Llangwm, Pembrokeshire

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Llangwm from Black Tar - geograph.org.uk - 905046.jpg
Llangwm is located in Pembrokeshire
 Llangwm shown within Pembrokeshire
Principal area Pembrokeshire
Ceremonial county Dyfed
Country Wales
Sovereign state United Kingdom
EU Parliament Wales
UK Parliament Preseli Pembrokeshire
Welsh Assembly Preseli Pembrokeshire
List of places

Coordinates: 51°44′49″N 4°54′43″W / 51.747°N 4.912°W / 51.747; -4.912

Llangwm (/ˈlæŋɡəm/; Welsh pronunciation: [ˈɬangʊm]) is a small village, parish and community of around 450 properties situated on the Llangwm Pill off the River Cleddau estuary near Haverfordwest, Pembrokeshire, Wales. It has a history of mining and fishing and is in the largely English-speaking south of the county.


It was famous in the past for its shellfish, and at Hook, in the north of the parish, anthracite used to be mined and shipped. Located in the hundred of Roose, at the heart of Little England beyond Wales, it has been largely English-speaking since the 12th century.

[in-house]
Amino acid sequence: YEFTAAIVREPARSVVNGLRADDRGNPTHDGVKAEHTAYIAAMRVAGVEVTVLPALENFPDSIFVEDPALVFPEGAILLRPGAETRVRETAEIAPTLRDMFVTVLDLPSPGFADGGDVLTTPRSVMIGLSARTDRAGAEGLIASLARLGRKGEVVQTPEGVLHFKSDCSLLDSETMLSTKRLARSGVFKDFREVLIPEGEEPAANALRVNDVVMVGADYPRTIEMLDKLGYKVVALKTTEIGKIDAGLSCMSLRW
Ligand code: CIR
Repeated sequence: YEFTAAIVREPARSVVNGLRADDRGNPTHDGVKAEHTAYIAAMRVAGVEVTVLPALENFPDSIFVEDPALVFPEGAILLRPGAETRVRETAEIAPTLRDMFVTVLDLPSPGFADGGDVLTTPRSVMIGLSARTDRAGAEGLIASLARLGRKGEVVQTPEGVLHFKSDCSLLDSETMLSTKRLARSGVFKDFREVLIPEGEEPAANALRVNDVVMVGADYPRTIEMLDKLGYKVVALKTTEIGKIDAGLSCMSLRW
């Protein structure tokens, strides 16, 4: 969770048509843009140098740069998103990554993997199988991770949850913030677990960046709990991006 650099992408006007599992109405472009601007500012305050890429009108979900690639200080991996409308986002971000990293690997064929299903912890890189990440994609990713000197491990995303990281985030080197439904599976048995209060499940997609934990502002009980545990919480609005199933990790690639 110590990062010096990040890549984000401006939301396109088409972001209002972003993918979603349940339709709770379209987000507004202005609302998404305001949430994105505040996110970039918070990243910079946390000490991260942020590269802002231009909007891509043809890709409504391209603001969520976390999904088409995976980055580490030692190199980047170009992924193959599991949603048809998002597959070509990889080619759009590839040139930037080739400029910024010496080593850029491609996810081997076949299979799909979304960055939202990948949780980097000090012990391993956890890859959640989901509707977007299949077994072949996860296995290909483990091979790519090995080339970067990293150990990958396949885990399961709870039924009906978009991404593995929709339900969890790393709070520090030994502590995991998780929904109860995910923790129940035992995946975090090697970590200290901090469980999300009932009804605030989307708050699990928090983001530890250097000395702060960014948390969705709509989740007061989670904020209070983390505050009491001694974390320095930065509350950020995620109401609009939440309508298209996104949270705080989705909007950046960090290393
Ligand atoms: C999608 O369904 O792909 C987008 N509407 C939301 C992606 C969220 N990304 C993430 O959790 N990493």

The village has a parish church, two nonconformist chapels, a primary school, pharmacy, public house (The Cottage Inn) and shop.

Popular for visitors throughout the year, with extensive use of the river estuary and local walks, the village holds a festival in the last week of June and the first week of July.


Llangwm Rowing Club uses Celtic Longboats at sea. Llangwm Rugby Club and cricket club are both active and consistently highly placed in their respective Pembrokeshire Leagues.[1]


In 2014, residents of the village performed a musical piece to mark the centenary of the beginning of World War One. Entitled "WW1 - A Village Opera", the work, written by Pembrokeshire author and poet Peter George, with music by Llangwm resident Sue Howley, wove the stories of villagers affected by the war into the greater political narrative of the buildup to war.[2]


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